Claude Bulté: Ukraine has a lot to offer

Claude Bulté: Ukraine has a lot to offer

Claude Bulté - EBA Board Member and Radisson Blu Hotel, Kyiv General Manager and District Director for Ukraine and Georgia - shares his impression about Ukraine with the readers of Destinations.

Claude has working in various positions as a General Manager in China, Germany, Iceland, Turkey and Ukraine. He studied Hotel Management and graduated from the Hoge Hotel school in Maastricht, the Netherlands.
Last September Radisson Blu Hotel, Kyiv celebrated its 10th anniversary since entering Ukraine as the first international hotel company in Kyiv. Claude, can you tell us please how the hotel business was developing in this country during last 10 years?
The Radisson Blu Hotel Kiev (previously known as SAS) was the first international hotel entering into Ukraine. Since then other hotels from other international hotel chains have opened, including our sister property in Podil, the Radisson Blu Hotel Podil, the Radisson Blu Resort Bukovel and the Park Inn Hotel in Donetsk. This has been a quite significant increase.

The period in which we opened, was quite difficult, because doing business in Ukraine with international standards were not the norm. I believe after our entering of the market, it clearer a path which made it easier for other hotels to enter the market. I am proud to say that we are still considered the frontrunners. Many employees who have started with us have developed over the years in top management positions within our company and at other companies in Ukraine. Looking back I think we can be very proud about we have accomplished in the past 10 years from when we started.
What are your expectations about tourists this year?
When comparing 2016 to 2014/2015, there are not a lot of changes. For example Europeans, the main news that is coming from Ukraine remains mainly negative, fighting, corruption, governmental instability.
At the moment Governmental Country-related business is still coming to Kyiv, tourists make only a very little part of the total. Of course, the Russian-Turkish crisis has diverted some business from Turkey that normally would go to Russia and now is coming to Ukraine.
A pattern what we see, is that Turkey and Ukraine are approaching each other very fast for opportunities. This could be a potential for improved business. Especially the good and short flight connections make the distance very close, but I don’t expect huge increases for 2016. If the situation stabilizes, if the Government can function like it should, then could be more positive signs in terms of tourism. But this needs time to recover. First of all, this negative picture that is constantly broadcasted needs to be turned into a positive one.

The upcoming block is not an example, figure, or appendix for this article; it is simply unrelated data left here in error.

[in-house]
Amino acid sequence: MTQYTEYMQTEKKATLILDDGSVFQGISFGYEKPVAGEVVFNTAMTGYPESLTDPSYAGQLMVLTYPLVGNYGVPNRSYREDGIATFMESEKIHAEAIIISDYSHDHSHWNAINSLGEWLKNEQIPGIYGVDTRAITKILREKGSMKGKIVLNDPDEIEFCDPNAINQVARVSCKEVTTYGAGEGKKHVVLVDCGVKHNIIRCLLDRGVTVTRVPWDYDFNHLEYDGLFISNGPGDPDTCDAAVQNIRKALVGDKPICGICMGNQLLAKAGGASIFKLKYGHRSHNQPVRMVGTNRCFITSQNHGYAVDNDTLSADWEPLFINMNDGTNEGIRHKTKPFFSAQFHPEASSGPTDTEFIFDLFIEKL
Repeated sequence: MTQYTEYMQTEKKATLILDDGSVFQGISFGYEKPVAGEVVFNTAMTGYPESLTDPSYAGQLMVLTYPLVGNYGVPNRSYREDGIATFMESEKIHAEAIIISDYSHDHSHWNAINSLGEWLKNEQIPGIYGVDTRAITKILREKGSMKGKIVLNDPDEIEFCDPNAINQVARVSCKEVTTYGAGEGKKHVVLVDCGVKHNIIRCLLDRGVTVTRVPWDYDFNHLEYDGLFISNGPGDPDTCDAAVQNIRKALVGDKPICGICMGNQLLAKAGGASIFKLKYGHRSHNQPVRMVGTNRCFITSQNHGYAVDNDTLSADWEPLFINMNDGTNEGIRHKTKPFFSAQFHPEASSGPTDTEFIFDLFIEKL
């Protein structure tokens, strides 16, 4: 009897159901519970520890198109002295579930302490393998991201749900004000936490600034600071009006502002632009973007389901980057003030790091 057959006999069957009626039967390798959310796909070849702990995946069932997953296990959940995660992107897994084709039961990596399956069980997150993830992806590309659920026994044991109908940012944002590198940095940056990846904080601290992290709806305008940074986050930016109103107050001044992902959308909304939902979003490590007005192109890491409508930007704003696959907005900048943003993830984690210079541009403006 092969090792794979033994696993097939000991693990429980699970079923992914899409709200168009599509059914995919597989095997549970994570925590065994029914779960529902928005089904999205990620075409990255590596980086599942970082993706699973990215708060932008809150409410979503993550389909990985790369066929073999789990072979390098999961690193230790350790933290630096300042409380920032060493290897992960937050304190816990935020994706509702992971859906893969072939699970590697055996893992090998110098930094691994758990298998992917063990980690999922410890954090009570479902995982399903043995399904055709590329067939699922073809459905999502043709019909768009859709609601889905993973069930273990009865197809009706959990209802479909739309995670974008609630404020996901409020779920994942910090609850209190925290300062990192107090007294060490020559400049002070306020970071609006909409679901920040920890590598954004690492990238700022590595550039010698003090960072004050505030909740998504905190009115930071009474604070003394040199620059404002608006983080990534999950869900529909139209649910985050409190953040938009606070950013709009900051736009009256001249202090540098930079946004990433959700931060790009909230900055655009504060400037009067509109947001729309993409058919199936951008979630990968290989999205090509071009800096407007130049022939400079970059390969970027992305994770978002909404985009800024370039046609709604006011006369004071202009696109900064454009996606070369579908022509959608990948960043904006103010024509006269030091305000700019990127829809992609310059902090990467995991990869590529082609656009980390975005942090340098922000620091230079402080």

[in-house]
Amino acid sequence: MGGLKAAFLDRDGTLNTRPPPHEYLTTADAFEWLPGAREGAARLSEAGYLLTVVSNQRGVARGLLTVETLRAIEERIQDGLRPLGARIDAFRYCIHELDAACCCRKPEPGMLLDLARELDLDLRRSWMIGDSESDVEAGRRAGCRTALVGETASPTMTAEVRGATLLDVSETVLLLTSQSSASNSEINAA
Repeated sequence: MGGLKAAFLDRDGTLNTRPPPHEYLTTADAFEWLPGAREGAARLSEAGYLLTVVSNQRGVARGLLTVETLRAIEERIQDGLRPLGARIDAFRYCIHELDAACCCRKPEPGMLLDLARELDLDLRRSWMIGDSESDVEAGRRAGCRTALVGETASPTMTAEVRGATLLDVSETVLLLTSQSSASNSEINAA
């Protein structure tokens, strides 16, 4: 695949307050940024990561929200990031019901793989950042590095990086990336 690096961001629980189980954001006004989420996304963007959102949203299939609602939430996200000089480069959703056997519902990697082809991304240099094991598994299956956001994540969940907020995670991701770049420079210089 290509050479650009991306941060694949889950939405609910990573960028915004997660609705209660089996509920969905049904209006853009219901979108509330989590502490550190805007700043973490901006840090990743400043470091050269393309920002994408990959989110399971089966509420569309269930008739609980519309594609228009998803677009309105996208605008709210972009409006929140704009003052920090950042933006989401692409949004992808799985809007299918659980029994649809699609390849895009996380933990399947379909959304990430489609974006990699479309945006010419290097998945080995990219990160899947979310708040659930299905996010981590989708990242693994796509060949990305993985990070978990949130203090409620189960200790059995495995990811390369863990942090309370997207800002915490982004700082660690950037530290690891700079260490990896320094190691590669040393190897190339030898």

As EBA board member what can you say about business investments and business climate in Ukraine?
EBA is conducting surveys on a quarterly basis and we are asking all of our members, which are 900+ business companies, about their ideas and feelings regarding the current business climate. And unfortunately they are still quite negative. So the perception of the current situation in Ukraine is negative; that is the main reason why investments are very little. We always say that Ukraine is a “sleeping giant” and once it starts developing its possibilities. There is a huge potential. But since we’ve started (I came here for the first time in 2008) we always talk about the possibilities which never really have taken off. The political changes in 2013-2014 gave a huge opportunity for development to improve very quickly. But last week’s very hectic days in Ukrainian politics, unfortunately contributes to the negative image perceived also by investors. So once there is stability I am sure that there will be many companies interested in investing and developing business. 

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So the main problem is political situation, and the war and some economic troubles and corruption. Correct?
Corruption, I think there is enough said already in the media. I think if this can be routed out that would already be, I believe, a 90% win for everyone. Because then everybody can do business the way it should be done, in a transparent way with thrust and gains for everyone and it has the potential to develop a lot more.